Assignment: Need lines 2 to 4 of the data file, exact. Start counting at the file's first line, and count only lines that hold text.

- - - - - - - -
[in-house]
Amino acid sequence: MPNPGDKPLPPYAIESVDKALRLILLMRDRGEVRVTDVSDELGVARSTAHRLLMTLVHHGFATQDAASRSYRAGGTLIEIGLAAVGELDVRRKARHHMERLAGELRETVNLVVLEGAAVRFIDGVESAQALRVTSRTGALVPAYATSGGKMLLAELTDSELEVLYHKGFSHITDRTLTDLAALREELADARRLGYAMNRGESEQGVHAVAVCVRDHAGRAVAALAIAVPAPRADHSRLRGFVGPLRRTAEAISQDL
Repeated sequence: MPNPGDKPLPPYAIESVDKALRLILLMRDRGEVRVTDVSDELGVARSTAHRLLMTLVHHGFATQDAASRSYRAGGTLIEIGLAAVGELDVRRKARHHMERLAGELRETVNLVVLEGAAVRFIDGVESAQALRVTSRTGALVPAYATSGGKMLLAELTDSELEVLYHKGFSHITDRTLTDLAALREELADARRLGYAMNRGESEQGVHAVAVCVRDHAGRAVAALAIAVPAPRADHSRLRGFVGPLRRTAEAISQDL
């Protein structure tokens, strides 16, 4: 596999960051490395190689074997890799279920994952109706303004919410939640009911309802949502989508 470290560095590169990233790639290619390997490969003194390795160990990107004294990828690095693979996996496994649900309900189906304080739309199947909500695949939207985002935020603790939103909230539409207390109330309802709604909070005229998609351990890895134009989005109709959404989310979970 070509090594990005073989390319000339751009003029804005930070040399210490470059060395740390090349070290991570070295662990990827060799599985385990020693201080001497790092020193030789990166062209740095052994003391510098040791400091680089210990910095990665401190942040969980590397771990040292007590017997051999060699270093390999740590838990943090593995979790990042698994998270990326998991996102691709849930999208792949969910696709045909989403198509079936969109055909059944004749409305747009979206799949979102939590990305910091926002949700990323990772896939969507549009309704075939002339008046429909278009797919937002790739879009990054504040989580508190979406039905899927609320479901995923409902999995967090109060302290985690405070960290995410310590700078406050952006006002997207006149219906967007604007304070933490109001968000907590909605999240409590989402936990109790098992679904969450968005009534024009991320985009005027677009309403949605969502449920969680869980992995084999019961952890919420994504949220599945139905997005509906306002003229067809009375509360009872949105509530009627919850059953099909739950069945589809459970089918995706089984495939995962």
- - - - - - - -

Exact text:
Amino acid sequence: MPNPGDKPLPPYAIESVDKALRLILLMRDRGEVRVTDVSDELGVARSTAHRLLMTLVHHGFATQDAASRSYRAGGTLIEIGLAAVGELDVRRKARHHMERLAGELRETVNLVVLEGAAVRFIDGVESAQALRVTSRTGALVPAYATSGGKMLLAELTDSELEVLYHKGFSHITDRTLTDLAALREELADARRLGYAMNRGESEQGVHAVAVCVRDHAGRAVAALAIAVPAPRADHSRLRGFVGPLRRTAEAISQDL
Repeated sequence: MPNPGDKPLPPYAIESVDKALRLILLMRDRGEVRVTDVSDELGVARSTAHRLLMTLVHHGFATQDAASRSYRAGGTLIEIGLAAVGELDVRRKARHHMERLAGELRETVNLVVLEGAAVRFIDGVESAQALRVTSRTGALVPAYATSGGKMLLAELTDSELEVLYHKGFSHITDRTLTDLAALREELADARRLGYAMNRGESEQGVHAVAVCVRDHAGRAVAALAIAVPAPRADHSRLRGFVGPLRRTAEAISQDL
């Protein structure tokens, strides 16, 4: 596999960051490395190689074997890799279920994952109706303004919410939640009911309802949502989508 470290560095590169990233790639290619390997490969003194390795160990990107004294990828690095693979996996496994649900309900189906304080739309199947909500695949939207985002935020603790939103909230539409207390109330309802709604909070005229998609351990890895134009989005109709959404989310979970 070509090594990005073989390319000339751009003029804005930070040399210490470059060395740390090349070290991570070295662990990827060799599985385990020693201080001497790092020193030789990166062209740095052994003391510098040791400091680089210990910095990665401190942040969980590397771990040292007590017997051999060699270093390999740590838990943090593995979790990042698994998270990326998991996102691709849930999208792949969910696709045909989403198509079936969109055909059944004749409305747009979206799949979102939590990305910091926002949700990323990772896939969507549009309704075939002339008046429909278009797919937002790739879009990054504040989580508190979406039905899927609320479901995923409902999995967090109060302290985690405070960290995410310590700078406050952006006002997207006149219906967007604007304070933490109001968000907590909605999240409590989402936990109790098992679904969450968005009534024009991320985009005027677009309403949605969502449920969680869980992995084999019961952890919420994504949220599945139905997005509906306002003229067809009375509360009872949105509530009627919850059953099909739950069945589809459970089918995706089984495939995962």